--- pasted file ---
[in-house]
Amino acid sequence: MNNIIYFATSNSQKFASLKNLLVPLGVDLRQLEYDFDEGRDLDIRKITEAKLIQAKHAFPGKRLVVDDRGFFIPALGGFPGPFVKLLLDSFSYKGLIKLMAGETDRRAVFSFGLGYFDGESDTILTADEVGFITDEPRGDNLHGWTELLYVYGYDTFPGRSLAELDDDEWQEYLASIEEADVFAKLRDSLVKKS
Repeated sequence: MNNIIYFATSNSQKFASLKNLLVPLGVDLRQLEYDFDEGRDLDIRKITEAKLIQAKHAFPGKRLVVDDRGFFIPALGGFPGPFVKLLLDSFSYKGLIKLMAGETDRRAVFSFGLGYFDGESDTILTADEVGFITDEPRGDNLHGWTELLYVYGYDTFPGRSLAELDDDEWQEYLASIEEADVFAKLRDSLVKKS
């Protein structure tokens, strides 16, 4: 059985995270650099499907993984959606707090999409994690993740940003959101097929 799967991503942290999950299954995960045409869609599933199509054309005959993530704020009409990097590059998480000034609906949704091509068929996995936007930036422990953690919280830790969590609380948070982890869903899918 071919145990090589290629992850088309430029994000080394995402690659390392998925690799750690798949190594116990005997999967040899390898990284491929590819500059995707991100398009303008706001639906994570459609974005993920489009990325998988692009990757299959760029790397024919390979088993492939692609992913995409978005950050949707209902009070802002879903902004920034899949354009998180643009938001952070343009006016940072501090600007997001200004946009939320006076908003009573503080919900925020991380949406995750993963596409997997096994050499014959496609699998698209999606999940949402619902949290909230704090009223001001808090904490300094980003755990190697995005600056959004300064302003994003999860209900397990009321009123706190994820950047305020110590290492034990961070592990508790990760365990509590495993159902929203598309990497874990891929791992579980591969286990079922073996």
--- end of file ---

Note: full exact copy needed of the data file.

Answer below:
[in-house]
Amino acid sequence: MNNIIYFATSNSQKFASLKNLLVPLGVDLRQLEYDFDEGRDLDIRKITEAKLIQAKHAFPGKRLVVDDRGFFIPALGGFPGPFVKLLLDSFSYKGLIKLMAGETDRRAVFSFGLGYFDGESDTILTADEVGFITDEPRGDNLHGWTELLYVYGYDTFPGRSLAELDDDEWQEYLASIEEADVFAKLRDSLVKKS
Repeated sequence: MNNIIYFATSNSQKFASLKNLLVPLGVDLRQLEYDFDEGRDLDIRKITEAKLIQAKHAFPGKRLVVDDRGFFIPALGGFPGPFVKLLLDSFSYKGLIKLMAGETDRRAVFSFGLGYFDGESDTILTADEVGFITDEPRGDNLHGWTELLYVYGYDTFPGRSLAELDDDEWQEYLASIEEADVFAKLRDSLVKKS
């Protein structure tokens, strides 16, 4: 059985995270650099499907993984959606707090999409994690993740940003959101097929 799967991503942290999950299954995960045409869609599933199509054309005959993530704020009409990097590059998480000034609906949704091509068929996995936007930036422990953690919280830790969590609380948070982890869903899918 071919145990090589290629992850088309430029994000080394995402690659390392998925690799750690798949190594116990005997999967040899390898990284491929590819500059995707991100398009303008706001639906994570459609974005993920489009990325998988692009990757299959760029790397024919390979088993492939692609992913995409978005950050949707209902009070802002879903902004920034899949354009998180643009938001952070343009006016940072501090600007997001200004946009939320006076908003009573503080919900925020991380949406995750993963596409997997096994050499014959496609699998698209999606999940949402619902949290909230704090009223001001808090904490300094980003755990190697995005600056959004300064302003994003999860209900397990009321009123706190994820950047305020110590290492034990961070592990508790990760365990509590495993159902929203598309990497874990891929791992579980591969286990079922073996």